“There’s still a need to answer some basic questions about beaked whale populations and behaviour before we can understand the impact of sonar-associated strandings.”

Level ‘B’ Harassment

The US Navy declined an interviewed but in an email, Pacific Fleet spokesperson Lieutenant James Adams said: “Whales strand for a wide variety of reasons, including due to natural causes”.

The Center for Naval Analysis analysed complete data, including classified information, Adams said, determining there was “insufficient evidence to claim a relationship between sonar use and beaked whale strandings in the Mariana Islands”.

The navy would not release the number of anti-submarine warfare exercises it has conducted in the Marianas over the last 24 months, but Adams said, “the navy has not exceeded [authorised] sonar and explosive levels,” adding “the navy has trained with active sonar in the region for over 70 years with negligible effects to the marine environment”.

The navy follows strict guidelines, employing protective measures to avoid impacts from at-sea training and testing, Adams said.

Kate Goggin, NOAA fisheries spokeswoman, said the Marine Mammal Protection Act allowed the navy to use sonar and conduct in-water detonations inside the MITT, “which are likely to result in … behavioural disruption, temporary hearing impairment or, in limited cases, permanent hearing impairment [of marine mammals].”

NOAA Fisheries has authorised “Level B harassment” of beaked whales which includes “interruption of feeding behaviours or displacement from areas where and when navy activities are occurring”.

Goggin said low to moderate severity of effects was not expected to impact the survival of beaked whales.

In January 2019, the navy released a 1,400-page MITT draft supplemental overseas environmental impact statement followed by its record of decision, selecting the option that allows for the most activity in the MITT.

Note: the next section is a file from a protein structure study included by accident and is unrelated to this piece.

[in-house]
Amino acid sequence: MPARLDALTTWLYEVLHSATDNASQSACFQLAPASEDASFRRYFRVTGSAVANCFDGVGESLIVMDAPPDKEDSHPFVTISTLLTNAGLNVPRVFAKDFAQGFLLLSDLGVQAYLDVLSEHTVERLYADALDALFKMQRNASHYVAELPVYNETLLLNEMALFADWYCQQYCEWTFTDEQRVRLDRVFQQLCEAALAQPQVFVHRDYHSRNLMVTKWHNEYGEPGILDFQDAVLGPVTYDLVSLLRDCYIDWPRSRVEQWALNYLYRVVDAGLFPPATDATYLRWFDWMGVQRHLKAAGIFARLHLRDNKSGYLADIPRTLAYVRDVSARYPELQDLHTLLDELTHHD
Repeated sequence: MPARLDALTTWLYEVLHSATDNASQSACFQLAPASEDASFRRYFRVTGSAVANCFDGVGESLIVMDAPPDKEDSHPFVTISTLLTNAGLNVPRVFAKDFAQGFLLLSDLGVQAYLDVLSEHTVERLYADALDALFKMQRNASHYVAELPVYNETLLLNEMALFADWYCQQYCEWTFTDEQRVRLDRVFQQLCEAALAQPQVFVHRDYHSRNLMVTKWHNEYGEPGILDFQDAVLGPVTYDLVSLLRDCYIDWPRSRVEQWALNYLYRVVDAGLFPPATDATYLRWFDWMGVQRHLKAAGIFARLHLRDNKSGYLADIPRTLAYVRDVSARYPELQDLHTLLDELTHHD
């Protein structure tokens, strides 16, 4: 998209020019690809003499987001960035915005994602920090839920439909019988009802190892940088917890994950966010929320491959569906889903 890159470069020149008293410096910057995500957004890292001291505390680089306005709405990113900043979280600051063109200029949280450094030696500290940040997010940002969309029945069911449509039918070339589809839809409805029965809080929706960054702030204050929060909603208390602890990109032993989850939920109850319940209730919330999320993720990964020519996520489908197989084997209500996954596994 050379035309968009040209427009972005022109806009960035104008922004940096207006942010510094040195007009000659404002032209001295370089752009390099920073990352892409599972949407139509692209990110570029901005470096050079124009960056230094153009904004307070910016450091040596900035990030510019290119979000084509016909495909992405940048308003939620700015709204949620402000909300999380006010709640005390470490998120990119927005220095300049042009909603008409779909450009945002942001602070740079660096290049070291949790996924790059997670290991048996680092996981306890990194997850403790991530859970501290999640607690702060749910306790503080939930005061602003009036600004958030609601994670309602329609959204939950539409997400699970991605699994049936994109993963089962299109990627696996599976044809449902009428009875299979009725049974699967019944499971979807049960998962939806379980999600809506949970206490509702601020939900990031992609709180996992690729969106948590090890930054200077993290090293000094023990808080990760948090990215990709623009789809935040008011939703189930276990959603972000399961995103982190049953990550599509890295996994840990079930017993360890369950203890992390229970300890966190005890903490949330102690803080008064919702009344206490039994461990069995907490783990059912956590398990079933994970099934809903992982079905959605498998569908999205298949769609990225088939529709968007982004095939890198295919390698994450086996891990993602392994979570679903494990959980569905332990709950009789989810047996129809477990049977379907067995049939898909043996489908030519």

In response, eight Guamanian senators – led by Senator Kelly Marsh-Taitano – introduced a resolution calling on the navy to “cease its use of active sonar that harms marine mammals; use passive sonar to detect the presence of marine mammals; and provide all information as declared necessary by the government of Guam in order to determine boundaries of habitat areas of beaked whales and other cetaceans”.

In a virtual public hearing in September, Senator Régine Bisco Lee noted protective agreements already exist for Hawaii and California: “We’re just asking that our land and our resources be protected in the same way”.

One ocean, two governments

While both US territories, Guam and CNMI’s distinct governance structures (larger Guam is an unincorporated territory, while CNMI is a commonwealth with is own governor and legislature) complicates protection of the beaked whale habitats.

Edwin Reyes, a government of Guam coastal management program administrator, says co-operation between Guam and CNMI is important in pursuing the common goal of ensuring the navy’s use of sonar is consistent with local policies.

Guam’s size, even small compared to Hawaii, Reyes said, means the impact of human activity is even greater and “puts a lot of strain on our resources”.

On neighbouring Saipan, part of the Marianas, Isa Arriola, chair of the group Our Common Wealth 670, said militarisation was about more than sonar and whales.

“None of this can be understood without understanding indigenous dispossession and US imperialism.”

She argued current levels of military activity were “totally unsustainable” and said co-operation between Guam and the CNMI was imperative because “whales and dolphins aren’t restricted by red dotted lines on a map”.

Also on Saipan, CNMI representative Sheila J. Babauta said that while the military has generally been welcome in the commonwealth, the relationship is complex. She has introduced a house joint resolution calling for a halt to all destructive military training.

“If this is happening now and the training and testing is not in full force yet … imagine what’s going to happen in the future.”